Friday, January 14, 2011

Mercy Seasons Leadership

“The quality of mercy is not strained…. It becomes the throned monarch better than his crown,” instructed Shakespeare. Shouldn’t mercy likewise season all leadership of the pastors in the church, the politicians in government, the managers in business, the fathers of families?


"The Scapegoat" (1856) by William Holman Hunt
Shepherding
God is teaching me what it means to be a shepherd. I own Barbados Black Bellied Sheep. They know my voice on hearing and my appearance on sight. In fact, they have extremely keen eyesight. They watch me in the windows of my house from an acre away. They depend on me for their needs, and they let me know. For instance, they clearly signal me when it’s time to eat.

The sheep are also extremely timid. As a result, I have to be careful to be very gentle around them. I do not startle my sheep. If startled, I have seen them jump a six-foot fence in a long glide like a gazelle. If they escape my fences, I would probably never get them back because of their shyness. No, I do not startle them, I’m always careful to speak softly to them and to protect them. God knows what it means to be a shepherd.

“I myself will tend my sheep and have them lie down, declares the Sovereign Lord. I will search for the lost and bring back the strays. I will bind up the injured and strengthen the weak, but the sleek and the strong (the butt heads) I will destroy. I will shepherd the flock with justice” (Ezk. 34:15-16 NIV).


Correction Before Judgment
Jesus shows us this grace of shepherding when he tells us how we are to pastor the delinquent members of his flock in the church. “Speak and act as those who are going to be judged by the law that gives freedom, because judgment without mercy will be shown to anyone who has not been merciful. Mercy triumphs over judgment!” (James 2:12-13 NIV).

Does not Shakespeare’s words parallel that last line? Let’s see if I can remember.
PORTIA: The quality of mercy is not strain'd,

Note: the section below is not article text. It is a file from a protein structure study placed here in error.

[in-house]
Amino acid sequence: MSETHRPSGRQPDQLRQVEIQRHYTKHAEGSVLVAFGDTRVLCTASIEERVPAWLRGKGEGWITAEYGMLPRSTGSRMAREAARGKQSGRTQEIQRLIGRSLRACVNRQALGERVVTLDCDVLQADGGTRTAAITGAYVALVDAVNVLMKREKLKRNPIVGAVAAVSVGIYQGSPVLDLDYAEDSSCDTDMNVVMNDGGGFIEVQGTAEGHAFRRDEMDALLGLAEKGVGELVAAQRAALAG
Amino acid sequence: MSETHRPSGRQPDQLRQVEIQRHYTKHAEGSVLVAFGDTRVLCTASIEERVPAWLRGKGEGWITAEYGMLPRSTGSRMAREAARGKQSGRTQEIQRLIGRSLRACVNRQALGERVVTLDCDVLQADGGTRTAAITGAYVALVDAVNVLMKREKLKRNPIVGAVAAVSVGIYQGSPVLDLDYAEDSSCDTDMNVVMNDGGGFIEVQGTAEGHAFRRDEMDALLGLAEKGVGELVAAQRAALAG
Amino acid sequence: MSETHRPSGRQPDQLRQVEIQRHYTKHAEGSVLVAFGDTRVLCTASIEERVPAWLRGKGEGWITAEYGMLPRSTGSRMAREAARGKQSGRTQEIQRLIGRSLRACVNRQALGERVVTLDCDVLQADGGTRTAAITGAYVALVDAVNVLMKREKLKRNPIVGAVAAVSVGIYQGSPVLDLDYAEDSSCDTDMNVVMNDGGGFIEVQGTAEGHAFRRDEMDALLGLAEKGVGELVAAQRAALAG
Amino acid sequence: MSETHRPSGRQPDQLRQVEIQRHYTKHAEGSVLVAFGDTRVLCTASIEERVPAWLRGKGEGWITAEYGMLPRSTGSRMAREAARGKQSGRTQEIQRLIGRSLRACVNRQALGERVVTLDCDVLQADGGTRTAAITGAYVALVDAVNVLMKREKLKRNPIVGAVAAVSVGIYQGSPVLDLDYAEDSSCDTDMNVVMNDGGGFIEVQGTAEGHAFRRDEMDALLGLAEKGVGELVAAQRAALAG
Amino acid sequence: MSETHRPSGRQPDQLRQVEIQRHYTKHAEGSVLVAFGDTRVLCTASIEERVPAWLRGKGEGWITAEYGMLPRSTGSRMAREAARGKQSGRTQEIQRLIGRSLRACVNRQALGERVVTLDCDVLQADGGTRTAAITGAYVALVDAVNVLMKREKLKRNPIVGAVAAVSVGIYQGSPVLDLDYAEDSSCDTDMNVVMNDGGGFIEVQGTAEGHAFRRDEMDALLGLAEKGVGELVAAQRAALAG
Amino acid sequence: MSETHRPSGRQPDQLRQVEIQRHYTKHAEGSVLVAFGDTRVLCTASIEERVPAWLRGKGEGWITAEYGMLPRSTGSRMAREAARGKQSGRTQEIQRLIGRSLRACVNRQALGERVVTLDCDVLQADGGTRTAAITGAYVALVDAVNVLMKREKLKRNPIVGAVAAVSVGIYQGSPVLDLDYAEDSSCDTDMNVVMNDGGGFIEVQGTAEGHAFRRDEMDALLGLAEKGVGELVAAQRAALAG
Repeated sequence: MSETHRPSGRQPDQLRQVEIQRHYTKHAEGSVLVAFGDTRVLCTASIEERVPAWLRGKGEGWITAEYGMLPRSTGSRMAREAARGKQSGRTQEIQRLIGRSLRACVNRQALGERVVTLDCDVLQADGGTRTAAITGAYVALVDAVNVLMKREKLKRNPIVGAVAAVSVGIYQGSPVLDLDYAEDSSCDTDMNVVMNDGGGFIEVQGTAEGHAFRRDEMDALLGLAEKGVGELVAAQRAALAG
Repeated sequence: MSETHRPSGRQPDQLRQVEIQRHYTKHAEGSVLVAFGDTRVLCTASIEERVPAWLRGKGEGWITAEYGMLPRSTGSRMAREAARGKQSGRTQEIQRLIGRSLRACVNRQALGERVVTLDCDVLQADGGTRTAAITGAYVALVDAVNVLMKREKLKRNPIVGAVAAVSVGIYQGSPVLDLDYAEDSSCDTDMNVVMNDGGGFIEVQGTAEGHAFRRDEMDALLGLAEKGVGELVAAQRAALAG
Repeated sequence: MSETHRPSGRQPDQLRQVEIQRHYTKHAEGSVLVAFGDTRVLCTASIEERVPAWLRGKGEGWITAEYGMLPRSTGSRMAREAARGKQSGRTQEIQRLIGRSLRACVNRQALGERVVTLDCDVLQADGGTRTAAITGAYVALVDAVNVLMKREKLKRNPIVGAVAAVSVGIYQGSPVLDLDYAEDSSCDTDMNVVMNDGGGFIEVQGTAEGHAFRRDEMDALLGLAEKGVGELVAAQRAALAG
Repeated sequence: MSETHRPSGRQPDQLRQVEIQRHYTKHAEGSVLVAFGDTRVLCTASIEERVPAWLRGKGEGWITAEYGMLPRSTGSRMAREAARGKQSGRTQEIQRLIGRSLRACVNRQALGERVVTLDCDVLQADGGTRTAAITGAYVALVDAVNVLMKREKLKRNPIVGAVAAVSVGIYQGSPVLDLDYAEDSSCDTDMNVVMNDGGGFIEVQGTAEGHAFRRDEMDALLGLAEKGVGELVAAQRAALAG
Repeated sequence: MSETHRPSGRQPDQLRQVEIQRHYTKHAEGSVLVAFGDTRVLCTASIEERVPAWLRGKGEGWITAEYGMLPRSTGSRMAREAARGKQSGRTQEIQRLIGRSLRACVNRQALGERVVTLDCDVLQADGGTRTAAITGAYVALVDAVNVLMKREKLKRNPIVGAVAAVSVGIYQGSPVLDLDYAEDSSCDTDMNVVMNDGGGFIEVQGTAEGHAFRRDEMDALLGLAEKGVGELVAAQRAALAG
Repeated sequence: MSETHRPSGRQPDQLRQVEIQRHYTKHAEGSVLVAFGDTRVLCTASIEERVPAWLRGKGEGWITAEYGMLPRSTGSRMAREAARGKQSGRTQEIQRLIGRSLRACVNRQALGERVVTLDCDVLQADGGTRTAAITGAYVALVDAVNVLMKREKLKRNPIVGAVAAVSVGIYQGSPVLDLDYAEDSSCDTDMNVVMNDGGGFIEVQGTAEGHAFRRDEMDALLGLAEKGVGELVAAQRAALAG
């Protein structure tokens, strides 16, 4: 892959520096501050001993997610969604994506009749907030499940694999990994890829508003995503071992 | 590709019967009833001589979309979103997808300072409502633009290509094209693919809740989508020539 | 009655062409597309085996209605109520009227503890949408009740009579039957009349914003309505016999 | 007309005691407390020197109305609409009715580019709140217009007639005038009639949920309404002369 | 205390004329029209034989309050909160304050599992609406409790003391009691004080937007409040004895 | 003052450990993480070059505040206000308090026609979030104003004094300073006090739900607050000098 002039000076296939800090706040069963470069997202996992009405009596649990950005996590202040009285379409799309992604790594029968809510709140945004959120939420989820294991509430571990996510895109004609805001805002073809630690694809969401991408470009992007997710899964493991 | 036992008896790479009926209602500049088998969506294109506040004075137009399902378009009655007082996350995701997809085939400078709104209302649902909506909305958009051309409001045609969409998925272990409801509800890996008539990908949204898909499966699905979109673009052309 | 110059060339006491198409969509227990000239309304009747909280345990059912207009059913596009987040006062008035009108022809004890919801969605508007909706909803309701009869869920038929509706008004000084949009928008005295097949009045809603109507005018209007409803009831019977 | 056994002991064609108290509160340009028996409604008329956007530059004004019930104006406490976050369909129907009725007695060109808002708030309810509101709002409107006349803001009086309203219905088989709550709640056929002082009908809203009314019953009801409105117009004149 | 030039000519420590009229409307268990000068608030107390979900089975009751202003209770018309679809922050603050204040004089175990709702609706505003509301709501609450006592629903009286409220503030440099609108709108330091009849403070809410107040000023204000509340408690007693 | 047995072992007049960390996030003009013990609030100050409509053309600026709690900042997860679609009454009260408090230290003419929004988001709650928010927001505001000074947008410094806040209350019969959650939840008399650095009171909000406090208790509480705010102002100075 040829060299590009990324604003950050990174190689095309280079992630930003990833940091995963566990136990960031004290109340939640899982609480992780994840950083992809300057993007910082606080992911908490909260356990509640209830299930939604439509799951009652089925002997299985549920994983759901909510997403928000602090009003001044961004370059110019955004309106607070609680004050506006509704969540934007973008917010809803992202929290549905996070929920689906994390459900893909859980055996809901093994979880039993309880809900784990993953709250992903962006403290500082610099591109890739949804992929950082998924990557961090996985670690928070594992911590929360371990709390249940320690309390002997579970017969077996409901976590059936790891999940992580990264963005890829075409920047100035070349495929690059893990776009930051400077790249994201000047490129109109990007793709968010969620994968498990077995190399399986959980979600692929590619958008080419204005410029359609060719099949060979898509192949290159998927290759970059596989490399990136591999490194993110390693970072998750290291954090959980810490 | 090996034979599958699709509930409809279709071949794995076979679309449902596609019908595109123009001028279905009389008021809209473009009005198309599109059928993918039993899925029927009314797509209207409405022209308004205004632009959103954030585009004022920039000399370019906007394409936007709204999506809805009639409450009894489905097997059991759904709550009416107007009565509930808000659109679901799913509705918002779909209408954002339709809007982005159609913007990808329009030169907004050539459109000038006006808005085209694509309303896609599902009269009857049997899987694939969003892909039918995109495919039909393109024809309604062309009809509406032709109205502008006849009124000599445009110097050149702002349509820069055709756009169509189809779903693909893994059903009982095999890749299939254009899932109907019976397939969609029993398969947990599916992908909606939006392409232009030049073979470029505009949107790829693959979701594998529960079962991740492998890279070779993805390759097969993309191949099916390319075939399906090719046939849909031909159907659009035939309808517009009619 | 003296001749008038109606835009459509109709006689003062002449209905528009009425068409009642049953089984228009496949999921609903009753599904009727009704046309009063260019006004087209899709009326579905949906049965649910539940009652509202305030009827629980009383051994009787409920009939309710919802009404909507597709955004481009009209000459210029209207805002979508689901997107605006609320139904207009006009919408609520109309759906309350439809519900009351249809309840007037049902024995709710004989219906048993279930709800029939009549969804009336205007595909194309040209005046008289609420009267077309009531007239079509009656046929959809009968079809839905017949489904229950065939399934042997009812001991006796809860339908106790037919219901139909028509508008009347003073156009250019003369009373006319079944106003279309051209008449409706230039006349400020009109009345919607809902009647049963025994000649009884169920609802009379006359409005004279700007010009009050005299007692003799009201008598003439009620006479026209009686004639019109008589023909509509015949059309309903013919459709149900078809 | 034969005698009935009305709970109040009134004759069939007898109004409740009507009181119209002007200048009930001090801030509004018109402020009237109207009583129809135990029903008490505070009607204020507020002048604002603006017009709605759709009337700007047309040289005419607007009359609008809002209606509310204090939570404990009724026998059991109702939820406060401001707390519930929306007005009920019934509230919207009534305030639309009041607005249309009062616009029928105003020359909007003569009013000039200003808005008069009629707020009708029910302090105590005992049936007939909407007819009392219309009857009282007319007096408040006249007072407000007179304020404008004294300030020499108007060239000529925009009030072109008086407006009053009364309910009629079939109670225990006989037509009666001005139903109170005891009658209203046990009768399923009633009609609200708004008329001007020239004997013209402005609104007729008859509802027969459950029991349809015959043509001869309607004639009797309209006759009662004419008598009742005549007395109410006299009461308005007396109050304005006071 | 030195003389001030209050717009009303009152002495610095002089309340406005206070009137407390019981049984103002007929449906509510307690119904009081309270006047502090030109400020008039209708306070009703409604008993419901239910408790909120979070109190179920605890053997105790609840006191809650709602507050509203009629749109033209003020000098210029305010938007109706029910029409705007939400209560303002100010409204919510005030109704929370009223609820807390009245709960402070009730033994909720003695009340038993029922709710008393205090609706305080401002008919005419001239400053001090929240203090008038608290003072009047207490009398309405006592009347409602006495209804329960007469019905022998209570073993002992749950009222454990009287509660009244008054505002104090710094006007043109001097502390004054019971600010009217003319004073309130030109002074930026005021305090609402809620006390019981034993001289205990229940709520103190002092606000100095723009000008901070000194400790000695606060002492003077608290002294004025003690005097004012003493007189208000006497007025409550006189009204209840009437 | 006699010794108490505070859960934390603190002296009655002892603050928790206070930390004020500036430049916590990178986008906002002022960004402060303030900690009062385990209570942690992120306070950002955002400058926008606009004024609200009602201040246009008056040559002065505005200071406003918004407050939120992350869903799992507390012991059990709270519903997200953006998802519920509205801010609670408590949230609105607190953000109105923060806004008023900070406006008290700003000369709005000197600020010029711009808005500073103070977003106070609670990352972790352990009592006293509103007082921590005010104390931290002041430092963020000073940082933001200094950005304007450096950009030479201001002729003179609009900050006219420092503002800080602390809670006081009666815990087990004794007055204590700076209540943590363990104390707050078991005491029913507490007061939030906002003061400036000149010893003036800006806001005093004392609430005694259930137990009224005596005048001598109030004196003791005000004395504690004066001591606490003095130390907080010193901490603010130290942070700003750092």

It droppeth as the gentle rain from heaven 
Upon the place beneath: it is twice blest; 
It blesseth him that gives and him that takes: 
'Tis mightiest in the mightiest: it becomes 
The throned monarch better than his crown....                                                  
 (From Shakespeare's The Merchant of Venice
  Act 4, scene 1, 1596.)

There are, at least, two steps of correction which must precede any judgment, Jesus teaches.

I “If your brother sins against you, go and show him his fault, just between the two of you. If he listens to you, you have won your brother over.
                        
II “But if he will not listen, take one or two others along, so that ‘every matter may be established by the testimony of two or three witnesses.’
                       
III “If he refuses to listen to them, tell it to the church; and if he refuses to listen even to the church, treat him as you would a pagan or a tax collector.

“I tell you the truth, whatever you bind on earth will be bound in heaven, and whatever you loose on earth will be loosed in heaven” (Matt 18: 15-18 NIV). Notice, this quote refers in context to discipline, not to doctrines.
The instruction of Jesus works just as well in business management, political and legal authority, church discipline, or family headship.
– Bill Hunt

2 comments:

Lori said...

HI Bill, I love the thought of God as Shepherd...everytime I see the sheep when they come down from up North in Arizona, I want to pull over and watch them. We can learn a lot from Sheep and Shepherds! Lori

BILL said...

Lori,

Leadership is like a bruise when it is without Mercy. Poor leadership seems to be on the rise. I've been the victim of it and seen it in government and church and agencies in the past. To follow the Shepherd Jesus' methods is to prevent false accusations and persecution. Thank you and Praise Jesus!